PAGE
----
On the subject of software… If I WERE to load my own copy of XP and Office on my dad’s computer, and he’s the only one using it, how would I get caught?
Through activation it gives you 30 days to activate with microsofts server. Plus read the EULA unless your copy of Xp allow multiple PC but i likely doubt it does. If you try that you could be running the risk of haveing your copy blacklisted
Dude, thanks a lot for this post btw. It was very helpful in getting a basic idea of what I need. One question though… How do I know that the LPT port and mouse and keyboard plugs, etc, will line up properly with the holes on the back of the case?
Case just has a big hole in which fits the customized little plate, which comes with the MB.
I didn’t even read all of your post, I got to the part where it mentioned support for the system and…“Ding, Ding, Ding, we have a winner.”
Even if this wasn’t your first build and you knew the workings of PC’s inside and out, I’d still probably buy him a prebuilt system for the same reason. Every time he has a problem he will call you. Every time he has a question, he will call you. Etc., etc., etc.
This is also coming from a person who has built PC’s since 1991, worked in MIS, onsite technician, current RMA manager for a system builder and current and always will be family computer bitch/slave. I am the only one in my family who can fix a PC yet everybody in my family seems to own a PC. Maybe it’s time they learned how to fix the damn things themselves instead of calling and emailing me whenever they have problems.
Oh, I forgot to mention one small thing. When people who aren’t familiar with PC’s use them, over 2/3 of their “problems” are operator error, not system caused/related.
Well, you can make easy for yourself and make a “rescue cd” if everything starts to crash and burn but since he’ll use it for Word etc I wonder why you think it would go boo boo in the first place. Also, RAID 1 is kinda overkill in this case. A simple script that burns the document folder to a RW-disc or so would be suffcient and for that matter he’ll surely have paper copies anyways. As for support I beg to differ, if you set it up properly and have a walkthrough you wont be bothered at least if its an office computer.
There’s no such thing as “overkill” when it comes to safety and backups. RAID-1 is by far the most painless way to restore a dead drive. It takes only minutes to restore. Hard drives do fail, and it’s usually the fairly new ones that do so. RAID-1 is also idiot-proof, and requires no user interaction. RW discs could certainly be called “underkill” as far as data security goes. Take it from a business person who’s income depends on secure data.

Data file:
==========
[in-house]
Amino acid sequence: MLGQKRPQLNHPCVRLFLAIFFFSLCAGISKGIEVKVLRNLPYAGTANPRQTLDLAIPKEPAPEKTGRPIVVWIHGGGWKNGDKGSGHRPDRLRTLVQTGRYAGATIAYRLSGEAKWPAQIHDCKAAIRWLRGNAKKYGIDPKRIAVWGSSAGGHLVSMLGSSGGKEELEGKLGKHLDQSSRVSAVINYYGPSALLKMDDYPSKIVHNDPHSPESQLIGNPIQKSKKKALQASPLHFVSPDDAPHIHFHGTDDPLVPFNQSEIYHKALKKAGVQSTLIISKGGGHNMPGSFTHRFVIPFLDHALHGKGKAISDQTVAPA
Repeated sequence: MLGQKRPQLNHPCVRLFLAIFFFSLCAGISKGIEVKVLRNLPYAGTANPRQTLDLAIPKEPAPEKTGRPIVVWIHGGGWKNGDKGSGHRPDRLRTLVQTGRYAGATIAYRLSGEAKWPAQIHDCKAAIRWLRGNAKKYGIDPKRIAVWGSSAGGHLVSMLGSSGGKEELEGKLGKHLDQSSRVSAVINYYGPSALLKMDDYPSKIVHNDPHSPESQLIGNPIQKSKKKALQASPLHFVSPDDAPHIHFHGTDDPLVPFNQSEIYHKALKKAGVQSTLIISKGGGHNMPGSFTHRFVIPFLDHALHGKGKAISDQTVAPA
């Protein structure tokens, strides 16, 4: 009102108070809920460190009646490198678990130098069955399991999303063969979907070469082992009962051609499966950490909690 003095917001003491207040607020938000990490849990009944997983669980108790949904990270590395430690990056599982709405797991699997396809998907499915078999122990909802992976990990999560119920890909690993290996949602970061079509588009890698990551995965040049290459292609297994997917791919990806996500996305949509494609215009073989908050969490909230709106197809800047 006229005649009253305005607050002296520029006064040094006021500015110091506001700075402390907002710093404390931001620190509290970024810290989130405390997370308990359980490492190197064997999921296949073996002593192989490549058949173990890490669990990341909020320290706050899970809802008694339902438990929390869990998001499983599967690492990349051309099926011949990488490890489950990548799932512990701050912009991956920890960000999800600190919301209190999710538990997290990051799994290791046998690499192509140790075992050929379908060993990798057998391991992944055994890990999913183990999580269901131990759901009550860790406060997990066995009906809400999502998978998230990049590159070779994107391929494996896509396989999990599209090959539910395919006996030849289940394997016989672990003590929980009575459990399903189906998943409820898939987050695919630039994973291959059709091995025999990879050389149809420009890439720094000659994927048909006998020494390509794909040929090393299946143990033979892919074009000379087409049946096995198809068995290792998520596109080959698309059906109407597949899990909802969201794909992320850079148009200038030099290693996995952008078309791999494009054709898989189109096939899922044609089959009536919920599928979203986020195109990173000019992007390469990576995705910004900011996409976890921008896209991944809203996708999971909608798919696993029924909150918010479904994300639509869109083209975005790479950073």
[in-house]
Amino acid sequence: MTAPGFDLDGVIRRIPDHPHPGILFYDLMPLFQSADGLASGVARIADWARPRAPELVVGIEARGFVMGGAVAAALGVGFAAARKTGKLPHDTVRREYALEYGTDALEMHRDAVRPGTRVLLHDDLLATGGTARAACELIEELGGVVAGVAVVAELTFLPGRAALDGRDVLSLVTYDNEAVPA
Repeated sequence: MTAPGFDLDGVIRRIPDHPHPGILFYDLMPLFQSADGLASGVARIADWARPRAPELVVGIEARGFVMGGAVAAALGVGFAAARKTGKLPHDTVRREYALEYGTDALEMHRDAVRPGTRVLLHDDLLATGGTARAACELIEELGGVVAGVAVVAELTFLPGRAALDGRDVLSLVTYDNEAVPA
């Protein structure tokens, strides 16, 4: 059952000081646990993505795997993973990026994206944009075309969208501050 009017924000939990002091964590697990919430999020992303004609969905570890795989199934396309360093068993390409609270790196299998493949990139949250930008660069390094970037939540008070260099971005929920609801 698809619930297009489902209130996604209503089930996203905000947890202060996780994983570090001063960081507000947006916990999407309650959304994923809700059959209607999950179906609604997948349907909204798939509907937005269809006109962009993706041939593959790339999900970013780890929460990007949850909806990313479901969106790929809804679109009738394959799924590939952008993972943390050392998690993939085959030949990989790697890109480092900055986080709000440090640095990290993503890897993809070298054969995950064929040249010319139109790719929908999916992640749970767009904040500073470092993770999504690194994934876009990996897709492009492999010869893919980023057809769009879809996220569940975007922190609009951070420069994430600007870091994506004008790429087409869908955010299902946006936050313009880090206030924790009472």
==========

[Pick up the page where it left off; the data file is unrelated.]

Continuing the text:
Well, integrated RAID controllers are software controllers (unless you go hi-end) and are quite a pain so you may as well go for Windows own RAID solution which is basicly the same thing. IMO, either you do it properly (i.e true hardware controller) or find another backup device. An UDF mounted will be sufficient (including verifying that is) but if you want a secure backup you want DAT/DLT tapes in a safe (at another location). Rebuilding an array takes more than a few minutes and unless you have hotswap casing it’s a pain…
Either way this is overkill, daily backup to a floppy/cd is more than enough or a simple transfer over VPN.
My $0.02 on backup…
what ever method, or combination of methods you choose, be sure to have more than one backup. Preferable be able to store at least one backup off-site.
The level of backup should fit the importance of the data being backed up. Only someone who has never lost something important can believe their backup strategy is adequate.
Windows Product Activation, for one…if you don’t have a corporate copy that doesn’t use WPA, those registration numbers can track you no problem. Windows XP, Office XP, and major MS products since them carry this. If your dad were to be audited and caught, the lawsuit involved could be a big issue, and put his professional reputation at stake. Trust me, with anyone who works in a business and uses this software to profit (i.e., a computer running pirated software to bill their clients, write briefs, etc.) could be in really hot water. Happened to a hospital around here some years back; they were lucky, and settled with Microsoft and Lotus for a $25,000 fine. Larger scale, but same issue.
Secondly, this has nothing to do with my confidence in your abilities…it is coming from someone, who, like Cereal, has been in the computer biz for ten plus years. I’ve built systems for a mom-n-pop. I’ve done consulting. I’ve been a systems engineer, and a systems admin. And when my workday is done, I do some freelance. Even if you build a great system out of 100% solid parts and nothing goes wrong with the hardware, you’re still now the one tasked with support of the system. Sounds okay now perhaps, but in a few years, this may not be what you want.
My family is quite understanding about the help I provide; so are the people I freelance for. However, those are their home systems mostly, not businesses that need a computer working. I don’t do too much side business work because I can’t leave my job at 10:30AM or 2PM to fix a system that “has got to be fixed now”, which is often the case with business. People who aren’t as well versed in computers also may (unintentionally) put you in the hot-seat for issues that might be their problem, such as data loss due to a hard disk failure when they didn’t back up any of their data, or spyware/virus infections due to improper updating of their virus signatures…mainly because a lot of people don’t understand their responsibility of how to keep their computer and data secure, and that that responsibility ultimately rests with them. Consider these things before you build in this situation.